Side note: when we talk about medicinal mushrooms we’re not talking about psychedelic mushrooms. That’s another topic for another day: Microdosing psychedelic mushrooms. What do we know so far?
The most well-known medicinal mushrooms in Traditional Chinese Medicine
We don’t like to play favourites with medicinal mushrooms. But we can’t deny that some varieties have been more prevalent in Traditional Chinese Medicine than others, including reishi, cordyceps and turkey tail.
Here in the west, we often go by the term “reishi” to describe this stunning, earthy polypore. But this term actually originates from Japan. In China, it’s commonly known as “ling zhi”. Traditional Chinese Medicine sings reishi’s praises, also referring to it as “the mushroom of immortality” and “herb of spiritual potency”. 
As for its history, reishi is believed to have been used in medicine for around 4,000 years for treating a range of ailments, from arthritis to insomnia to gastric ulcers. A famous natural history book in China claimed that “continued use of ling zhi will lighten weight and increase longevity.” 
In the last 20 years, the western world has turned to the lab and explored the benefits of reishi (through both human and animal studies). Early findings suggest it can…
- Boost immunity
- Reduce stress and fatigue
- Improve sleep
- Detoxify the body
- Enhance energy and stamina
Also known as “caterpillar fungi”, cordyceps sinensis is a parasitic fungus that typically grows in the Tibetan highlands. It grows by infecting insects or insect larvae before spurting out of the head of its dead host. Yikes.
Because of these (very) specific growth requirements, cordyceps were reserved for the wealthy few. In ancient China, they would prepare cordyceps in the emperor’s palace by stuffing a duck with the fungus and roasting it over a fire. Back then, cordyceps was used to strengthen the body when it was exhausted or ill.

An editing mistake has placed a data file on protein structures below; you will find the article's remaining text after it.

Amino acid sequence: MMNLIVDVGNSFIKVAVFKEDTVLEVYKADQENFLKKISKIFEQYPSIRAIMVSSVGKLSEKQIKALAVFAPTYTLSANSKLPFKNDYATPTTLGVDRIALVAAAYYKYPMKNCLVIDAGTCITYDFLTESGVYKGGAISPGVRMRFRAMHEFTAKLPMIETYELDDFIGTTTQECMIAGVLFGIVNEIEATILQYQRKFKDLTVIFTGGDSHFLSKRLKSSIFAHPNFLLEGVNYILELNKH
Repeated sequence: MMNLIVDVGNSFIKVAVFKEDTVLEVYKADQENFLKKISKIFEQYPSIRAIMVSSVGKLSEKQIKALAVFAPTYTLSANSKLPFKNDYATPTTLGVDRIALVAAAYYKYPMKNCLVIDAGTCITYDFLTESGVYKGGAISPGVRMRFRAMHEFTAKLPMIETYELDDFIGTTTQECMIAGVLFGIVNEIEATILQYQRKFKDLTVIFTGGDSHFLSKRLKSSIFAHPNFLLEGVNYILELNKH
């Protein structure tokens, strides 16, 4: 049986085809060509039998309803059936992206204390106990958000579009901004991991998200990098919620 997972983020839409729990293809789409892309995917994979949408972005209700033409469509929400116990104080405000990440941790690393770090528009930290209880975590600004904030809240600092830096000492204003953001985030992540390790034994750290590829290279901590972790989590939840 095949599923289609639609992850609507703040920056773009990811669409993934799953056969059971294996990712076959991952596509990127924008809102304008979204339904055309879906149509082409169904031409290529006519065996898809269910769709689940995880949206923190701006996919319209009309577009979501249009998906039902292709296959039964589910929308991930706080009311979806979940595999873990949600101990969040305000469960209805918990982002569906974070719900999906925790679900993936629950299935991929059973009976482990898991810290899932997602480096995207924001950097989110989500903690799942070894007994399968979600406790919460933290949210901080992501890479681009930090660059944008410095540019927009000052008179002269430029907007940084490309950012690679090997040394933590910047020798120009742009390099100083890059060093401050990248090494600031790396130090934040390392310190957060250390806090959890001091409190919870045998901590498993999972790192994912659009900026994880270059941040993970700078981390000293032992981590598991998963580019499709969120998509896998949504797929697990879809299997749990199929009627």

In more recent times, another strain has emerged called cordyceps militaris. This is used as a substitute for cordyceps sinensis because it can be easily cultivated in indoor labs (without insects) making it more available for the rest of the world.
Modern studies suggest cordyceps (both sinensis and militaris) can benefit…
- Athletic performance
Ah, turkey tail. In China it’s called “yun-zhi” meaning “cloud fungus”.
Despite being grown all around the world, it’s particularly common and renowned in China, having been used in TCM for millennia. Here, it’s believed to support the liver, strengthen the lungs and boost the immune system. 
Now the western world has come to the party, modern research is exploring the potential for turkey tail to…
- Boost immunity
- Support gut health
- Reduce inflammation
- Improve vitality and longevity
- Be used in conjunction with traditional cancer treatments
There’s so much to learn about medicinal mushrooms from Traditional Chinese Medicine
As you can see, the western world is finally discovering what Chinese culture has been telling us for years: mushrooms are good for you. Really good for you.
Despite many of the TCM theories being observational and anecdotal, we’re seeing more and more studies emerge that support their views.
If you’re interested in trying a reishi, cordyceps or turkey tail for yourself, we recommend you first speak with a medicinal practitioner you trust. Then, there are a few different ways you can easily add them to your diet…
- Mushroom powders, made using a hot water extraction process to draw out the medicinal compounds. Add it to your tea, coffee or meal. Recommended dosage is ½ teaspoon per day.
- Mushroom extracts, made using a dual extraction method of both hot water and alcohol to draw out the medicinal compounds. Simply drop it straight into your mouth. Recommended dosage is 2ml per day.